Tips to Support Families Through the Coronavirus Pandemic
The Michigan Department of Education has created a video to provide families with tips and strategies to support their children through this challenging time. We are in this TOGETHER!
Supportive Children’s Videos
How we react to this crisis extends beyond ourselves. In this time of fear and uncertainty, we can be a catalyst for love and healing. Here are some suggestions on how to get through this time.
- Take time to feel: In order to find a place of comfort, it’s important to start by identifying and acknowledging the uncomfortable emotions we are all facing. I’ve talked to many different people with varying life circumstances but almost all have feelings of fear, pain, loss, sadness, loneliness and anger. While difficult to feel, these emotions are real and important for us to acknowledge. We often try and brush past these emotions and distract ourselves from the discomfort they bring. However, if we are able to momentarily feel them, breathe through them, notice how they feel in our bodies, and sit in the discomfort, then we can create more emotional space for healing and peace.
- Find gratitude: It is difficult to have negative thoughts when we are feeling gratitude for the things in our lives. Thoughts of gratitude help our bodies and minds focus on the positive aspects and make it more difficult for the uncomfortable emotions to come through. Many are going through cycling of various “negative” emotions. Thoughts of gratitude help break up that cycle and allow for the “feel good” emotions to come through. So find something, however small, to feel grateful for. Extra time with family, a slower pace, less pressure, the sun, a chance to cook a meal, a glimpse at neighbors you didn’t know, etc.
- Go with the shift: We often resist things that take us out of equilibrium. It is a natural defense to help keep balance and order. But this is a shift that can be felt in many areas and trying to restore life back to “normal” will most likely result in distress. This is a chance to view your life from a different angle. To break up routine and shift into a behavior, thought pattern, feeling that previously seemed impossible. Look at your life and see it through a new lens of what is possible. Take this time to develop a new habit or hobby. Research shows it takes approximately 30-plus days to develop a new habit. By the time life resumes back to a “normal” flow, you will have developed a new strength.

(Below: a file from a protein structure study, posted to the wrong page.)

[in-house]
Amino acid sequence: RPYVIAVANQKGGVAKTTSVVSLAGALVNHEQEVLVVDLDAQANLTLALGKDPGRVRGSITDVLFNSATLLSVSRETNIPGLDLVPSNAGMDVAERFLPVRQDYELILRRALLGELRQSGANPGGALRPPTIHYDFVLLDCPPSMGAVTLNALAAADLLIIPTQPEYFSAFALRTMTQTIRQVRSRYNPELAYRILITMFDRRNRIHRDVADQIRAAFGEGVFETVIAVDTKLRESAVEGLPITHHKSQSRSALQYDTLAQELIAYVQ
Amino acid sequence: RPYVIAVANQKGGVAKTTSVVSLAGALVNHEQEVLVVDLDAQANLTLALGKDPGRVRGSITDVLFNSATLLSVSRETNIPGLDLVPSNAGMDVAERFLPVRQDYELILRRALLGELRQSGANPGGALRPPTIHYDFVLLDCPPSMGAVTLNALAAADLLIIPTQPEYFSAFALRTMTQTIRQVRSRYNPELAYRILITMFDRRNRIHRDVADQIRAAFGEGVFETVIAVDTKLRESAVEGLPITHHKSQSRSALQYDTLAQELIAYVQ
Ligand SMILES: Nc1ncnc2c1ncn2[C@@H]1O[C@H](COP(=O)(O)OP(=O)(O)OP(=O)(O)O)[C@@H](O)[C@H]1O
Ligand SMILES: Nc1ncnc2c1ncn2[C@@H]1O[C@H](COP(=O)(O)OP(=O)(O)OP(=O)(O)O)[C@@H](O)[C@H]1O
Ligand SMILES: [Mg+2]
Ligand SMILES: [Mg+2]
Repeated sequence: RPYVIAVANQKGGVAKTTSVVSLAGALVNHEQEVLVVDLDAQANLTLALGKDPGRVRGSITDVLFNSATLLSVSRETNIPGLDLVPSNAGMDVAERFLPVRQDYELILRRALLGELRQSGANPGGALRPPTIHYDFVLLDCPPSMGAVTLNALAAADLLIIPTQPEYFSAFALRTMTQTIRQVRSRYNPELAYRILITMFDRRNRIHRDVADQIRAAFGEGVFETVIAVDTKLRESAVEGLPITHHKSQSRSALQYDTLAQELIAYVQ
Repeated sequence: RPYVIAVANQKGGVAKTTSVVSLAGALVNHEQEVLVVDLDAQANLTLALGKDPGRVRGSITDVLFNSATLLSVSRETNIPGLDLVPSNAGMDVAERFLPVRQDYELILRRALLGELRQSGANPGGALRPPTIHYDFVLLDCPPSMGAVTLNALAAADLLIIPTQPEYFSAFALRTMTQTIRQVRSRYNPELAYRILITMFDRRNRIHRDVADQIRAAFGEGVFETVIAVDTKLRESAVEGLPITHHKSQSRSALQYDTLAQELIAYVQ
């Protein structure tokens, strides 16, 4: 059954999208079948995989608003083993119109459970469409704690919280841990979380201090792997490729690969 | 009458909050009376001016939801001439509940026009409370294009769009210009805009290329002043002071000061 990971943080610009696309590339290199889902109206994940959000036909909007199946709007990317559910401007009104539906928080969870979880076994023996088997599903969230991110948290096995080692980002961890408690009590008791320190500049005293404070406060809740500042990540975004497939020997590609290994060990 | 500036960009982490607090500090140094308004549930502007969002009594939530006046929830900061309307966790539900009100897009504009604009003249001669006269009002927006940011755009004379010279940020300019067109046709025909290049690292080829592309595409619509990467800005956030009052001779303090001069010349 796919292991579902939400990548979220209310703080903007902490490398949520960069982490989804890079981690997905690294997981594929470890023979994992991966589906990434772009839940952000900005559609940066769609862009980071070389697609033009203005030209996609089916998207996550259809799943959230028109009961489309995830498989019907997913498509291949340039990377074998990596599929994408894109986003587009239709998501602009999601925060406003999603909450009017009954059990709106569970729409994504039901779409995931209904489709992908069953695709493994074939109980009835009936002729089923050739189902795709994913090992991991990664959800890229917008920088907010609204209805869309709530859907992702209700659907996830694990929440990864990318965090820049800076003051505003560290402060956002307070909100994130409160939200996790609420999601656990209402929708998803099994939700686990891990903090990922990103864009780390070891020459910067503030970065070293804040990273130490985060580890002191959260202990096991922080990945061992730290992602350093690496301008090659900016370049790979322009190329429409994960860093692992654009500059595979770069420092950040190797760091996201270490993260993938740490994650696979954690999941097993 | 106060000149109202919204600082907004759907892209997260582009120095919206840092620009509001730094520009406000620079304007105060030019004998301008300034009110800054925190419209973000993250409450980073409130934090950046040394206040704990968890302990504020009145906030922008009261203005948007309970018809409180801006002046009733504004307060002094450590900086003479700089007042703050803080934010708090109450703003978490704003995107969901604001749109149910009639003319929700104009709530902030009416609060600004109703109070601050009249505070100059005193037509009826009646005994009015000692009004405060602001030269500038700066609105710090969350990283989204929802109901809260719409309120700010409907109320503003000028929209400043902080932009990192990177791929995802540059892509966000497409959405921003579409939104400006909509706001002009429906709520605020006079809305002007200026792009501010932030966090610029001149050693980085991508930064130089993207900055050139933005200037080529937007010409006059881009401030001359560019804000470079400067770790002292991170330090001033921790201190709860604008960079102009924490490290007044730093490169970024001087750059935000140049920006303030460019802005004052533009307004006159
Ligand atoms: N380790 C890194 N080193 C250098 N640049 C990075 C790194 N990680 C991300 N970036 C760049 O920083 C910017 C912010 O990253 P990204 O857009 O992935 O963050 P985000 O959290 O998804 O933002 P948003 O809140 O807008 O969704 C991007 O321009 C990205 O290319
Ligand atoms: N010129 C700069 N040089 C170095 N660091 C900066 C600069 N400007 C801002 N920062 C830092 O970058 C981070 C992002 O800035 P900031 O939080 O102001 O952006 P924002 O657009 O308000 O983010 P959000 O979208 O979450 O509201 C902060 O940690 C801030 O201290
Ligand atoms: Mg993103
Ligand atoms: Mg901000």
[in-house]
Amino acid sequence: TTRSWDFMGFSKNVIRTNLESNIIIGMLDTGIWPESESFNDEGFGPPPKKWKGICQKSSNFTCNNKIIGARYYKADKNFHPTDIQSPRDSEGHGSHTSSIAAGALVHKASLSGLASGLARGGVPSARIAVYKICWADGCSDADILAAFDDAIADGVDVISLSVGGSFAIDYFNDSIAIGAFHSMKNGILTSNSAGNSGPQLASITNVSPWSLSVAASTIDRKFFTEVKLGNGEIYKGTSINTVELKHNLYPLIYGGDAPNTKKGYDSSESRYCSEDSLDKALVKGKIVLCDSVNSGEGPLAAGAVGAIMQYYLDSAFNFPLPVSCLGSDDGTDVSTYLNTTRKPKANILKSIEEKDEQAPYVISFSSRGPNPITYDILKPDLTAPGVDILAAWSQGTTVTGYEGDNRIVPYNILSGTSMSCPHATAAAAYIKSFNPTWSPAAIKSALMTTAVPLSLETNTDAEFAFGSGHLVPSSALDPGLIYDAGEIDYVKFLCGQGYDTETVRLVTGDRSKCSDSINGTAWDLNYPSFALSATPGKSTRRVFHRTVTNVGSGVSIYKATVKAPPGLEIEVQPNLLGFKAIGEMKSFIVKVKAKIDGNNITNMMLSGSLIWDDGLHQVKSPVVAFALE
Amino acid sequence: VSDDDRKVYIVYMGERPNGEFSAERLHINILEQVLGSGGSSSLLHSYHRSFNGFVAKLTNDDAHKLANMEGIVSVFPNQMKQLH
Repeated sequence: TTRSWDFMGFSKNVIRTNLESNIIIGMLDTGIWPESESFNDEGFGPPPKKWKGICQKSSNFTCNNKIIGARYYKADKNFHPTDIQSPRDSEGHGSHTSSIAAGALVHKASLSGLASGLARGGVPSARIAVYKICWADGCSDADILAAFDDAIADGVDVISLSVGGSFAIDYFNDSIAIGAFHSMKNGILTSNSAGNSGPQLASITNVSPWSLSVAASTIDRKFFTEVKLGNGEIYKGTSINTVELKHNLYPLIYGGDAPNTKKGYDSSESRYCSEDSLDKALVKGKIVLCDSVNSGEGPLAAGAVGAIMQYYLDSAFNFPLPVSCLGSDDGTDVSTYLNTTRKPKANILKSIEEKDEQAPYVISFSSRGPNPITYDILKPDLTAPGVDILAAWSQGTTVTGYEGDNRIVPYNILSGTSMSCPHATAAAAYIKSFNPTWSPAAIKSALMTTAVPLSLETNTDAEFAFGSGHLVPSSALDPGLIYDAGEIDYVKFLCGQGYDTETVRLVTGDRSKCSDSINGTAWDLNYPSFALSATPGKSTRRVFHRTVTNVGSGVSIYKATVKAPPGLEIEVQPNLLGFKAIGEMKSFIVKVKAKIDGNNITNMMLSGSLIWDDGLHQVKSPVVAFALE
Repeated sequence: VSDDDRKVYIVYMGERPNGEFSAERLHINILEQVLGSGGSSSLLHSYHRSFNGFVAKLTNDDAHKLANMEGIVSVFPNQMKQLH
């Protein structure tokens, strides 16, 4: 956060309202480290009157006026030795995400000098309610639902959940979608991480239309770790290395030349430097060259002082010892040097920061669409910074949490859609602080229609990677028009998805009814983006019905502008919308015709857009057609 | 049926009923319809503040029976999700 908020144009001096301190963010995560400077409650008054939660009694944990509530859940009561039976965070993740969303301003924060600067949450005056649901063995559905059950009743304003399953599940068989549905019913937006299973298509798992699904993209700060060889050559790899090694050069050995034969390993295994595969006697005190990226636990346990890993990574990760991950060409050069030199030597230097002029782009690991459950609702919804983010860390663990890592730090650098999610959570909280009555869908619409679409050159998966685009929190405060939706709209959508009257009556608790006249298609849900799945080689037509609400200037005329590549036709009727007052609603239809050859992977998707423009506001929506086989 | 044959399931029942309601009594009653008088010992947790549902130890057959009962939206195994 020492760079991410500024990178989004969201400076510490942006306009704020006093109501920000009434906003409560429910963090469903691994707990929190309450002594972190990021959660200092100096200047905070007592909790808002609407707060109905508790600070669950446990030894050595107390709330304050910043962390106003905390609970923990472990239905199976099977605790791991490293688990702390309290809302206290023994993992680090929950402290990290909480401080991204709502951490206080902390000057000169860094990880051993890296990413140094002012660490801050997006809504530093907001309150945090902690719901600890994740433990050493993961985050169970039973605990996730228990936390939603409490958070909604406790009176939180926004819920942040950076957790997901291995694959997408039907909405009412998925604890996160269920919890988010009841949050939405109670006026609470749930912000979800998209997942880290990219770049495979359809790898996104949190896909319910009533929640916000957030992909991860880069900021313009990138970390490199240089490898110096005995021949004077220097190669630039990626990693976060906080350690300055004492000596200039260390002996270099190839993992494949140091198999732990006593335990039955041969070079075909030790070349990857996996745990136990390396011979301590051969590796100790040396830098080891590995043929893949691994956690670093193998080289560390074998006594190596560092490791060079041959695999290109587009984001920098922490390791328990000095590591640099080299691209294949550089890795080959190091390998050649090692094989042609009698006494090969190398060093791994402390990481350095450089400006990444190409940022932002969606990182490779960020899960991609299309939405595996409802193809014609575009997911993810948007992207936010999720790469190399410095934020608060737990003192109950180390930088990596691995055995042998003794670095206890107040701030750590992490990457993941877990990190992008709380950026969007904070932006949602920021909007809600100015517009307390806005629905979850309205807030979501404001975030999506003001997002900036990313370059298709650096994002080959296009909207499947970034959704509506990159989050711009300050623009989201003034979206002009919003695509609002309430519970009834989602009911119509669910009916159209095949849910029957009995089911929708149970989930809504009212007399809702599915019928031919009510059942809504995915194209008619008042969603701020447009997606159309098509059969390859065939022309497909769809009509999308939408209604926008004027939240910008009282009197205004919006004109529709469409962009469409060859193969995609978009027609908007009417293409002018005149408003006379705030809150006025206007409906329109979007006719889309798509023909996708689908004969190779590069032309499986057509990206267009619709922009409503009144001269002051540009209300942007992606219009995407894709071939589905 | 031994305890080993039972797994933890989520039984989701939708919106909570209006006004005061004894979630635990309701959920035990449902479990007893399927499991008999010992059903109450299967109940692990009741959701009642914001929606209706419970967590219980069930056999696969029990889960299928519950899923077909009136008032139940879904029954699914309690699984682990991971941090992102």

- Try not to spend too much time with fear: There is so much to evoke fear right now, mainly information overload with data, opinions, statistics, etc., coming at us almost hourly. Take note of how much you are exposing yourself to and explore whether it is truly helpful. It is normal to want to feel connected and know what is going on but the information can put us into a constant state of fight or flight, which releases stress hormones into our system. It may be helpful to limit your exposure to information during certain times in the day. This will help reduce the number of times your system is put into a state of stress and your brain feels overloaded. If you are using social media as a source of connection with others, try connecting with a friend via phone or video chat rather than scrolling through Facebook and intermittently being exposed to more information and opinions.
- Connect with others: Everyone is going through this and can relate on some level. Connect and voice your fears, frustrations, funny moments etc. Relating to others and feeling validated in our feelings can help with the loneliness and isolation. Plan virtual happy hours, coffee dates or book clubs with your friends. You are not alone in this!